And as with their earlier pronouncements, the charter school and education reform industry is claiming that their latest front group is an “independent source of accurate data and information that transcends special interests.”

The newest corporate funded education reform group to invade Connecticut’s education policy debate is called the Connecticut School Finance Project and according to its PR;

“Founded in 2015, the nonprofit Connecticut School Finance Project strives to be a trusted, nonpartisan, and independent source of accurate data and information that transcends special interests.”

Independent?

Transcends special interests?

File this one under – There is truly no lie that is too big for the charter school industry and its corporate education reform associates.

Earlier this year, the so-called “independent” Connecticut School Finance Project posted an advertisement that it was hiring a “Communications Manager.” Applicants were instructed to send their resume and cover letter to Katie Roy at [email protected].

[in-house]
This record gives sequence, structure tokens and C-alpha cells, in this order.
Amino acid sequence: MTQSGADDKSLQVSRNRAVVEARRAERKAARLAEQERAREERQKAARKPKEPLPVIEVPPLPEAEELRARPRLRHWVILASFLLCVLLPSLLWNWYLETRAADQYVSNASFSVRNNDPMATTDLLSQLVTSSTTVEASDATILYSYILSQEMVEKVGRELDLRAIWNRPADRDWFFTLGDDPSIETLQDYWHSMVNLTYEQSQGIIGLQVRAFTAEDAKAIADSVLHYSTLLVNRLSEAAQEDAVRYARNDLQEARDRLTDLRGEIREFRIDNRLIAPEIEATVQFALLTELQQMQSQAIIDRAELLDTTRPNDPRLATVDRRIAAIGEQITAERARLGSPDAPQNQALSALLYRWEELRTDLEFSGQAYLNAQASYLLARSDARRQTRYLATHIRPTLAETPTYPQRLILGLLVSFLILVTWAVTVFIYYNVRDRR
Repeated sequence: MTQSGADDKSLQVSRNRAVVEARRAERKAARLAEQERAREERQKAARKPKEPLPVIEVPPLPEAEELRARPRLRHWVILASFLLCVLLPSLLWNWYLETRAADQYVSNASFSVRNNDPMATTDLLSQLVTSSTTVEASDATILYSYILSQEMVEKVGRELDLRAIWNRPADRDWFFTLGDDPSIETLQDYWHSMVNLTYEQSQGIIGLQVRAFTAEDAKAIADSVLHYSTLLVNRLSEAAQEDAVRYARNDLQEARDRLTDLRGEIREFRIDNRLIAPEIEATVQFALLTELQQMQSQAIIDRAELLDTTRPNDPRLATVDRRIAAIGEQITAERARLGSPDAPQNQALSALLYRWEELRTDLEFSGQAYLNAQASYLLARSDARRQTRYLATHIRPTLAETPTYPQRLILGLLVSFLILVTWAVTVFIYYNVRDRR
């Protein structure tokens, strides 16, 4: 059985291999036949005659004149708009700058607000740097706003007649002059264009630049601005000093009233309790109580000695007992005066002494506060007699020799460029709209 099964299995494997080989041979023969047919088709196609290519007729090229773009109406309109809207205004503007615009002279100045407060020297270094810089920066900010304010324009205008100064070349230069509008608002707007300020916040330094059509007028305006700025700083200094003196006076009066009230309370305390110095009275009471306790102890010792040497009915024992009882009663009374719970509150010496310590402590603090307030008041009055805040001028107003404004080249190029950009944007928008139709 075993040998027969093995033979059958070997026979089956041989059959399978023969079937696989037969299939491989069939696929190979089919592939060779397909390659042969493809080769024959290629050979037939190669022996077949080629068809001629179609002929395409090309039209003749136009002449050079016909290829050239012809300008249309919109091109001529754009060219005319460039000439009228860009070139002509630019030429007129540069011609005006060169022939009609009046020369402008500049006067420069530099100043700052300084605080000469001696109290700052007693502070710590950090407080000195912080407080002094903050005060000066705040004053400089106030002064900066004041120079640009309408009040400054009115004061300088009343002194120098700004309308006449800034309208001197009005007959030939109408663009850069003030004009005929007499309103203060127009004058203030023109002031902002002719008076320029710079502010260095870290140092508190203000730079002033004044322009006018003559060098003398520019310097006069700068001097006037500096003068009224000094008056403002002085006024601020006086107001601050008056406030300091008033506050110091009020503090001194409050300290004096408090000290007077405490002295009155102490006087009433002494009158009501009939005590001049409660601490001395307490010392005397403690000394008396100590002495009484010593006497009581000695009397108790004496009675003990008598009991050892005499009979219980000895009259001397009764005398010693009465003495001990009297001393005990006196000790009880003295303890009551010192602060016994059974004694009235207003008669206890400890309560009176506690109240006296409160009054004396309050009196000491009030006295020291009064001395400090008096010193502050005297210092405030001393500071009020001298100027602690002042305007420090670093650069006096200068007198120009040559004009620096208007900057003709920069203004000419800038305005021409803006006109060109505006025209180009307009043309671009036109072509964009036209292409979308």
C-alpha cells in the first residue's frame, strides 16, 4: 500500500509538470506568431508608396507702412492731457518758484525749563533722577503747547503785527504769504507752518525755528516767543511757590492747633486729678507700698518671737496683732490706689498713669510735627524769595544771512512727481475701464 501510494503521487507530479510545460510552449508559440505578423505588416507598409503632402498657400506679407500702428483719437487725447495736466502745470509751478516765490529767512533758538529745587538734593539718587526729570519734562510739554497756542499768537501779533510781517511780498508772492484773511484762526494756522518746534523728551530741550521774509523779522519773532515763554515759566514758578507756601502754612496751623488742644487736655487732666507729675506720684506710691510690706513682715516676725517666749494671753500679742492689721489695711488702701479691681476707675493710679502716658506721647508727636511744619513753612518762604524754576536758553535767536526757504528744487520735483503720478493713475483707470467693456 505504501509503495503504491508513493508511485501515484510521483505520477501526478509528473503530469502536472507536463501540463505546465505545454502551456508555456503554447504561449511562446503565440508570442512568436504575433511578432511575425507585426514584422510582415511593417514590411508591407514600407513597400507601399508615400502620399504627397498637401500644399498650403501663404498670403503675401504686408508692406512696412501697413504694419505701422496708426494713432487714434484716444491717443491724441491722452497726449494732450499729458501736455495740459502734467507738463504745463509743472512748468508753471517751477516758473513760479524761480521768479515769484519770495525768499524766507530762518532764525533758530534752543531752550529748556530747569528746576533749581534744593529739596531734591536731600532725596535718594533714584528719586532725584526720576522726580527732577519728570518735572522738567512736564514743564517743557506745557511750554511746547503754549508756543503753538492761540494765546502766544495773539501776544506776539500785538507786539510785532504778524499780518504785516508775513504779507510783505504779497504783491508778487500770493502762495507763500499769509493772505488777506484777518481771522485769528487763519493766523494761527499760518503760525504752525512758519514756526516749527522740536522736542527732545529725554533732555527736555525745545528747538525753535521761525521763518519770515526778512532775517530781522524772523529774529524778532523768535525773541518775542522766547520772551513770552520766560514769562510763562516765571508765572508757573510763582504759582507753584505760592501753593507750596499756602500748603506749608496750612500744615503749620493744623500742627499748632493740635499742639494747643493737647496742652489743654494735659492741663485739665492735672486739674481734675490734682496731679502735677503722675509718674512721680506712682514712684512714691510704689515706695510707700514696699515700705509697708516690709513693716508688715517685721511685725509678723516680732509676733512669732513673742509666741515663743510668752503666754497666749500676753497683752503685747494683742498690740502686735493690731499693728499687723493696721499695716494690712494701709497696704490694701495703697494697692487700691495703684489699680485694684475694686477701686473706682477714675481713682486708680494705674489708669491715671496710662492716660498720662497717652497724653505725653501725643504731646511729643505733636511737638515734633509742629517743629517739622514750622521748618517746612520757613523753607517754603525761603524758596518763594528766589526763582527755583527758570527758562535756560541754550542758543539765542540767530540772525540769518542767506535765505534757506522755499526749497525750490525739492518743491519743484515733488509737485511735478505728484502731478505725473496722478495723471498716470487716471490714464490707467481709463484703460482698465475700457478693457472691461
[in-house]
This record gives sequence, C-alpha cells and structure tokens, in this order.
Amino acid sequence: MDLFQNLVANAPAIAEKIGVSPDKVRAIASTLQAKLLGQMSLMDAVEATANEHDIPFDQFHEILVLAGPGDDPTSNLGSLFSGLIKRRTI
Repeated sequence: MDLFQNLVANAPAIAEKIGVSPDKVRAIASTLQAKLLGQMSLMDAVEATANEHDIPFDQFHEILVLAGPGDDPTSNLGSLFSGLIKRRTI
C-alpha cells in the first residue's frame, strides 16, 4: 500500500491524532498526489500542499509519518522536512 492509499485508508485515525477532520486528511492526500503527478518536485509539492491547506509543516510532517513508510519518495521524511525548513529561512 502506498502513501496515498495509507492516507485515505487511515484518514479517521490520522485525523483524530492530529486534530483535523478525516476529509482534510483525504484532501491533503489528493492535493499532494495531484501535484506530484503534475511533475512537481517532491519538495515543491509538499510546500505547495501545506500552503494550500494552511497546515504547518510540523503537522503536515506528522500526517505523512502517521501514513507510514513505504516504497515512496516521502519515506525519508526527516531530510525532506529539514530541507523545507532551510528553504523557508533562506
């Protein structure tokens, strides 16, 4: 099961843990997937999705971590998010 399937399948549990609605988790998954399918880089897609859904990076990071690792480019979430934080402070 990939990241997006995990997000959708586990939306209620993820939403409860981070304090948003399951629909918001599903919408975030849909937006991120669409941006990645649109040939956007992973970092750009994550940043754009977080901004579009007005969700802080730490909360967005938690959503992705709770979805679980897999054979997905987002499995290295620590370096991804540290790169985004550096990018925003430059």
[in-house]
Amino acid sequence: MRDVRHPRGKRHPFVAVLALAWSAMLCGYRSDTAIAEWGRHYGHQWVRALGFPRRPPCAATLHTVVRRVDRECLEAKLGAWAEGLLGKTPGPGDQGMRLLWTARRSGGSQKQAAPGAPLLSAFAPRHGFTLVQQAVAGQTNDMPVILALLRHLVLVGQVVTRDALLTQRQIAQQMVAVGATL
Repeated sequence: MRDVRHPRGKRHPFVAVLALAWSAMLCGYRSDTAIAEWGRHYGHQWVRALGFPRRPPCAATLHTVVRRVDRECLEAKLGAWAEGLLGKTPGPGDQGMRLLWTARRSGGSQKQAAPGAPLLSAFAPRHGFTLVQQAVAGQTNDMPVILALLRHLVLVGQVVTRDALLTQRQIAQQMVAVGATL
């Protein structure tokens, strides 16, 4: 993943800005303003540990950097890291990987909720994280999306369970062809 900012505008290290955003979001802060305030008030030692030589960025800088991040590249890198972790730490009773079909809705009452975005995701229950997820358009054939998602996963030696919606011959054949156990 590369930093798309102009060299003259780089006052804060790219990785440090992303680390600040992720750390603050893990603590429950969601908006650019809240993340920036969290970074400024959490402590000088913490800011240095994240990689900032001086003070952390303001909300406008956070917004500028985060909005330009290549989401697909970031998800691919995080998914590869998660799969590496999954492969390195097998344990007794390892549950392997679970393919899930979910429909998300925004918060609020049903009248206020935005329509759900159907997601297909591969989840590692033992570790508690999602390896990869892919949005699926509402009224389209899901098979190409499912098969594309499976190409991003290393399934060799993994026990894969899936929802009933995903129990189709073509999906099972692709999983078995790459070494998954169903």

At the time Katie Roy was actually serving as the Chief Operating Officer for the Connecticut Council for Education Reform, one of the leading entities lobbying on behalf of Malloy’s anti-public education policies.

According to CCER,

“Katie Roy is responsible for the organization’s day-to-day operations, finance, and human resources.  She also works on organizational strategy and leads CCER’s education finance work.”

Now with their own website, the self-described, non-profit, “independent” Connecticut School Finance Project has three employees, although it is yet to reveal where it is getting is money.

Katie Roy (Director & Founder) is the former COO of the Connecticut Council for Education Reform (CCER).